Best Time to Visit Maine [MONTH-BY-MONTH GUIDE]

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When you’re planning a trip to Vacationland–dreaming of overflowing lobster rolls, lighthouses dotting a rocky coastline, countryside covered bridges, and going moose spotting in the woods–you want to be sure you’re picking the best time of year to visit. I grew up with Maine as my backyard, and I can tell you that your visions of how spectacular it can be are entirely accurate.

Now that I no longer live in Maine, I have limited time that I get to spend there each year. So like you, I try to plan my trips around the absolute best time to visit Maine. Each season has its merits, of course, but there are some months that are typically not very pleasant and others that can usually be counted on.

In this post, I’m going to share highlights of each of the four seasons in Maine, downsides of visiting during that season, as well as additional details for each month. It’s important to note that Maine is a big state with varied elevation, so temperatures and weather can be quite different throughout the state. That’s why I’ve included average temperatures and snowfall* for each month for six locations around the state (head to the bottom of the post to see these towns on a map).

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What Is the Best Time of Year to Visit Maine?

Visiting Maine in the Winter

With a strong possibility of snow during a third of the year, Mainers know how to have fun in the winter. (Or…they at least know how to survive it without going crazy. The viral Facebook post from the Bangor Police Department even shows that they can laugh about it, although maybe they’re laughing because winter has finally pushed them over the edge.)

BEST FOR: Winter can be a great time to visit for travelers who love cold weather sports or those who want to skip the summer crowds. There are two large ski resorts in western Maine, plus plenty of opportunities for snowmobiling (with 14,000 miles of groomed snowmobile trails), snowshoeing, ice fishing, cross-country skiing, and even dog sledding.

Head west and north for winter sports, stay in Portland for a little city life, or go to Acadia National Park or elsewhere on the coast for a serene winter getaway (read below for a note of caution).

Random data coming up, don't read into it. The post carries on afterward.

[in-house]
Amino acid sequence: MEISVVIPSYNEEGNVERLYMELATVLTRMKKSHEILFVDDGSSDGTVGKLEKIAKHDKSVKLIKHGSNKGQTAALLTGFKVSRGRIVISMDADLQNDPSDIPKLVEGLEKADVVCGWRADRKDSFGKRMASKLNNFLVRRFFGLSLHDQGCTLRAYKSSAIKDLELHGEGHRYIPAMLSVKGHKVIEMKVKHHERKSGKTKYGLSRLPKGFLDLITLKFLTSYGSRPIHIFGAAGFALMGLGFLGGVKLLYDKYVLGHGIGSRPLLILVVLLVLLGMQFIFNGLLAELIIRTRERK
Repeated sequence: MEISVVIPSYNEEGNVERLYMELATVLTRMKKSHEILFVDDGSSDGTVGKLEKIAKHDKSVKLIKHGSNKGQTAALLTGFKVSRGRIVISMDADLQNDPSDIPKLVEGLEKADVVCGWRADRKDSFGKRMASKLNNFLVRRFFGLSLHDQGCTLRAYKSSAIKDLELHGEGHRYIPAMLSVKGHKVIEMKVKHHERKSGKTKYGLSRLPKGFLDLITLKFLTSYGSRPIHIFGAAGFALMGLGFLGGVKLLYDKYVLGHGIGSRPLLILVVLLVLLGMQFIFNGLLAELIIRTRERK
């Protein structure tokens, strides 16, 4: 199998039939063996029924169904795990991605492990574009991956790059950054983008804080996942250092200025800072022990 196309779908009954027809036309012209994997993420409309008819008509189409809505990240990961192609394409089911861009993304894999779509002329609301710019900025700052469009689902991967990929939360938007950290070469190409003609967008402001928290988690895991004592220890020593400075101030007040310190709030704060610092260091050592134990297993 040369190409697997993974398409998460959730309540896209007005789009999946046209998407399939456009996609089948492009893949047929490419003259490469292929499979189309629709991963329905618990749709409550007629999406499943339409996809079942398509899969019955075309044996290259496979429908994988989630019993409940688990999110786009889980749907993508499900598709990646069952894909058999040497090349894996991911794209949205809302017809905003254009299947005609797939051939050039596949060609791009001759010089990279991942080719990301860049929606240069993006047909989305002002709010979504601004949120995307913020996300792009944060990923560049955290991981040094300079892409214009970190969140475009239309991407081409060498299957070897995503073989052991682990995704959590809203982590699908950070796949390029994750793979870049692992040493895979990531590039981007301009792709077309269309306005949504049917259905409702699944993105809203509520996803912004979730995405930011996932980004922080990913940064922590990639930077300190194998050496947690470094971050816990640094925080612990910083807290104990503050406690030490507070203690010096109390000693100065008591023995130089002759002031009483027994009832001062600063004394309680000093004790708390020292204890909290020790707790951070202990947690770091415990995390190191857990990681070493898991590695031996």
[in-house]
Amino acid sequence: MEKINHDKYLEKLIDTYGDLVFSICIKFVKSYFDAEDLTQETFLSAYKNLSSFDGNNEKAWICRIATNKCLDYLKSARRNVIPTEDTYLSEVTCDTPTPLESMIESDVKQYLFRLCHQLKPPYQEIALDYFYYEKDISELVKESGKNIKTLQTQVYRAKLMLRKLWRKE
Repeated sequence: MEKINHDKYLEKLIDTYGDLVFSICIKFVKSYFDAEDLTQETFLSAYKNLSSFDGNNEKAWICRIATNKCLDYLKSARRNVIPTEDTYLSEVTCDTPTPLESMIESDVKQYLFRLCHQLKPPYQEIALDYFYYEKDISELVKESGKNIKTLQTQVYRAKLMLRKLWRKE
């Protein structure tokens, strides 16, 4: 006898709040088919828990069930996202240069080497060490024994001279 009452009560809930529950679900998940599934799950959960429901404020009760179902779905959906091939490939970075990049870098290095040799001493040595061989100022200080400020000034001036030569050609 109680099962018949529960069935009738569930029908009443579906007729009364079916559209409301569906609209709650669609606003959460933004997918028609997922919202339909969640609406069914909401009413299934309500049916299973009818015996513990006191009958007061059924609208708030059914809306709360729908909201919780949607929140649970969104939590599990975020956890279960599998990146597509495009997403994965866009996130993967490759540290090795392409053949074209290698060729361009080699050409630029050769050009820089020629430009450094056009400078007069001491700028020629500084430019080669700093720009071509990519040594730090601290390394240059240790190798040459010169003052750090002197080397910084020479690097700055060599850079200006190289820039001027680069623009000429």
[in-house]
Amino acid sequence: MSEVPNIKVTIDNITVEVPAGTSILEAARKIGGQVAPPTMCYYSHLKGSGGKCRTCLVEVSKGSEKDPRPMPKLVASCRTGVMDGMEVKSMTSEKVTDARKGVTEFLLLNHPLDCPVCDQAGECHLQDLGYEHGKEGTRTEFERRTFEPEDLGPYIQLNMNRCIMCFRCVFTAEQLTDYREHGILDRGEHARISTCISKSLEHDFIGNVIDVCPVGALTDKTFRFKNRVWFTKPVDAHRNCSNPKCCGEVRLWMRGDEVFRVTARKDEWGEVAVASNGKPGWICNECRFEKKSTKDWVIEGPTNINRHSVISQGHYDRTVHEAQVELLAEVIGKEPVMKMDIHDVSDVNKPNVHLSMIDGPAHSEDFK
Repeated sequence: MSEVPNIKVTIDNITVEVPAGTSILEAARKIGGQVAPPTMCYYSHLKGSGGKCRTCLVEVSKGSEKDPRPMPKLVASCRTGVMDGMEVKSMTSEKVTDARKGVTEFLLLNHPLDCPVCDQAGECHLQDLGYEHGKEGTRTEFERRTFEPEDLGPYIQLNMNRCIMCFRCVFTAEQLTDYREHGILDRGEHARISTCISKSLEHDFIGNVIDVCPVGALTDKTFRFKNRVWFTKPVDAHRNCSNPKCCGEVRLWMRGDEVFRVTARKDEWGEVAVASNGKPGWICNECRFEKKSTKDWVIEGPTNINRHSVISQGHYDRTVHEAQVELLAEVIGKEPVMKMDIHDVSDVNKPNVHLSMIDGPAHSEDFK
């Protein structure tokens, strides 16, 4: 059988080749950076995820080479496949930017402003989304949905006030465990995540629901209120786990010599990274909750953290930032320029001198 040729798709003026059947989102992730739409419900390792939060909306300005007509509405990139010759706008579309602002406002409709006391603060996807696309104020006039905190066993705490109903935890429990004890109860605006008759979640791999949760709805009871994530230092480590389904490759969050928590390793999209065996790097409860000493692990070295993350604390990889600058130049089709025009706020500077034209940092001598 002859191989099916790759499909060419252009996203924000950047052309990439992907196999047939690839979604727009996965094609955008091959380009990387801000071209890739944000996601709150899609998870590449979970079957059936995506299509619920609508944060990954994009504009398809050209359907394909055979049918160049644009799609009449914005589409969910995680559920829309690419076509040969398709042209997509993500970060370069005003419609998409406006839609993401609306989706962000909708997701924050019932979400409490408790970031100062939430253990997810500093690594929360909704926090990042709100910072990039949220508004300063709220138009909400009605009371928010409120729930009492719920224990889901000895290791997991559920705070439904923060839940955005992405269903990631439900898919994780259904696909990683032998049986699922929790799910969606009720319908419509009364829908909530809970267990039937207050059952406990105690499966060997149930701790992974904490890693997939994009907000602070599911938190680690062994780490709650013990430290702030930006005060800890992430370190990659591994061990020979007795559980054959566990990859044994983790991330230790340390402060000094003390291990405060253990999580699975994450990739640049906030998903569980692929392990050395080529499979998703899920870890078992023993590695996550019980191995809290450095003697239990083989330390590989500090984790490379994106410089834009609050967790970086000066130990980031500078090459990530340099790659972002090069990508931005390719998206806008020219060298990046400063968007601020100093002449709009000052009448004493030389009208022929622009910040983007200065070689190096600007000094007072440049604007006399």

>> Check out Maine Huts & Trails for sustainable, off-the-grid huts that you can snowshoe or ski to in western Maine. <<
Photo Credit: Maine Office of Tourism, used with permission

WATCH OUT FOR: One thing to keep in mind when visiting Maine in the winter is that many small businesses in touristy areas (like Acadia National Park and the southern beaches) are seasonal, so you won’t find as many dining or lodging options between November and May. I recommend a little extra research and checking directly with businesses you’d like to visit.

What about driving in the snow? Unless you’re driving during a snowstorm, you don’t have much to worry about with road conditions, though a vehicle with snow tires and AWD or 4WD is useful. The roads are kept well-plowed, and they do so quickly during and after a storm. If you’re concerned, you can find out about current road conditions here. It’s always a good idea to have plenty of gas, blankets, flashlights, and other emergency supplies in case you break down. I also recommend keeping your windshield washer fluid full because the roads are treated with sand, not just salt, and your windshield will get dirty fast. Also, watch out for orange flags or signs on the sides of back roads that indicate frost heaves–you might otherwise be taken by surprise at what seems like a randomly placed speed bump!


December can be hit or miss with snow, so a white Christmas isn’t a guarantee. However, skiing opens at Sugarloaf and Sunday River in November, so you should be able to catch some snow on the mountain if you’re planning a ski vacation.

December Events in Maine

  • Christmas Prelude in Kennebunkport
  • Gardens Aglow light show at Coastal Maine Botanical Gardens

Average Temperature High / Low

  • Bangor, Maine:  34 / 15° F
  • Bar Harbor, Maine (Acadia National Park): 37 / 21° F
  • Jackman, Maine: 27 / 10° F
  • Millinocket, Maine (Baxter State Park): 29 / 11° F
  • Portland, Maine: 37 / 20° F
  • Rangeley, Maine: 28 / 9° F

Average Snowfall (Inches)

  • Bangor, Maine: 14″
  • Bar Harbor, Maine (Acadia National Park): 15″
  • Jackman, Maine: 25″
  • Portland, Maine: 13″
  • Rangeley, Maine: 30″
Photo Credit: Maine Office of Tourism, used with permission


January and February are the “dead of winter” months that bring a lot of snow and, often, bitter cold. Winter festivals abound, and there are a lot of opportunities to get outside and enjoy the winter stillness. Come prepared for cold (or plan to stop at L.L. Bean), and you should have a great time.

January Events in Maine

  • Tri-State Reciprocal Snowmobile Weekend is a weekend in January that allows snowmobilers to cross borders between Maine, New Hampshire, and Vermont to explore the trails across those New England states.
  • Snodeo in Rangeley

Average Temperature High / Low

  • Bangor, Maine:  27 / 7° F
  • Bar Harbor, Maine (Acadia National Park): 31 / 14° F
  • Jackman, Maine: 22 / 0° F
  • Millinocket, Maine (Baxter State Park): 23 / 2° F
  • Portland, Maine: 31 / 13° F
  • Rangeley, Maine: 22 / -1° F